One other thing that is nice about rough sawn is it needs to be milled, so the quality of the wood as well as straightness is controlled by you. not by a supplier where the wood may have been sitting for a year or so and began to warp.

The disadvantage and expense comes in the form of equipment. A planer and Jointer are needed and it is highly recommended that you use a dust collector as both these machines make a lot of dust and chips very quickly.
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post #3 of 7 Old 03-22-2009, 01:46 PM
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I agree with what Nate said. If you don't mind spending the money on a jointer and a planer and a dust collector, then go for it. I like buying rough sawn wood when I can just because it lets me get something different for a relatively cheap price. However, keep in mind it does take some extra time to plane it all down, rip it on the saw, joint the edges, empty the dust collector (they do have to be emptied), etc. If you try to assign an hourly wage to your work to justify it, don't. You will probably find you are maybe up to about 5.00/hour. When it's all said and done, it is very satifying when showing your work to someone to be able to tell them that you started out with rough sawn wood and did everything yourself. Just make sure you do a good job or you won't want to show anybody. Also, if you go this route, save a small cutoff of the roughsawn lumber to show people later what you started out with.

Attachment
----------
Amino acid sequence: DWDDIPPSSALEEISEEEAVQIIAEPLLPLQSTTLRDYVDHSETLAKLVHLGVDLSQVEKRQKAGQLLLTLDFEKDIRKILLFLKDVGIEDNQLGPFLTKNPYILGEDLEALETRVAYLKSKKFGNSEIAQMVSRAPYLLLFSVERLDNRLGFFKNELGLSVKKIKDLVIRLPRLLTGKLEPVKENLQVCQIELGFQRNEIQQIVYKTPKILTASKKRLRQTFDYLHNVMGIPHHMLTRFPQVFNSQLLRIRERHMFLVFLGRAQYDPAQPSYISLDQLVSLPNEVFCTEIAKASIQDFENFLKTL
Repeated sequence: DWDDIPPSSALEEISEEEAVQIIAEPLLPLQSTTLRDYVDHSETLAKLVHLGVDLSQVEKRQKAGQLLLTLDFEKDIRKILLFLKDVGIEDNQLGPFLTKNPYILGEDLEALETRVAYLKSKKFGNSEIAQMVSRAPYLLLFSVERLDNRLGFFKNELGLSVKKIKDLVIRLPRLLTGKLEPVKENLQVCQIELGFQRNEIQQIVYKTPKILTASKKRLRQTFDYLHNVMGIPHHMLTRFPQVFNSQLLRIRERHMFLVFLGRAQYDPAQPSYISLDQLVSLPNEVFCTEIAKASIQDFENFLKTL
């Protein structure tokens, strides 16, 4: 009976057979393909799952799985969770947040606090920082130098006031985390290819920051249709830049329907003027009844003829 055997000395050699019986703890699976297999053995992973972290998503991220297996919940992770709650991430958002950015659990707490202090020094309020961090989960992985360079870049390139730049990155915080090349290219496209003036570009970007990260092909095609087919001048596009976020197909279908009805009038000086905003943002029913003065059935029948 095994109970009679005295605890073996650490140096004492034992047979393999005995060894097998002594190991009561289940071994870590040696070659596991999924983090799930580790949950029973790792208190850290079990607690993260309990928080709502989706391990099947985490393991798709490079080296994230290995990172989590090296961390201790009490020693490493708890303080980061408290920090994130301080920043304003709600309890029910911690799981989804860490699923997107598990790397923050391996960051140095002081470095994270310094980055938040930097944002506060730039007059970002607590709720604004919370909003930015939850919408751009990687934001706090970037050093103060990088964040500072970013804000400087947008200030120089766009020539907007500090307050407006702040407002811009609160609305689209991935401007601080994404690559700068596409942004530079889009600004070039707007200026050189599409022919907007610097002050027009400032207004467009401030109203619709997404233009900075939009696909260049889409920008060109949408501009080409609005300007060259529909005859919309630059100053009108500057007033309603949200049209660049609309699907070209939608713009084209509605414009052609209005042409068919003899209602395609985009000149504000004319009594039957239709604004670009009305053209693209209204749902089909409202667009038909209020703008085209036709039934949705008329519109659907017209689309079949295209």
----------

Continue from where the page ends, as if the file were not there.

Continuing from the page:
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post #4 of 7 Old 03-22-2009, 06:57 PM
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Theese guys are right on.You may also want to consider moisture content.Around here mills cut the logs quick.Green wood moves,twists,warps,crowns and cups,as it dries.I.M.O.I would use kiln dried wood.Some sawyers have kilns,many don't.
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post #5 of 7 Old 03-22-2009, 09:53 PM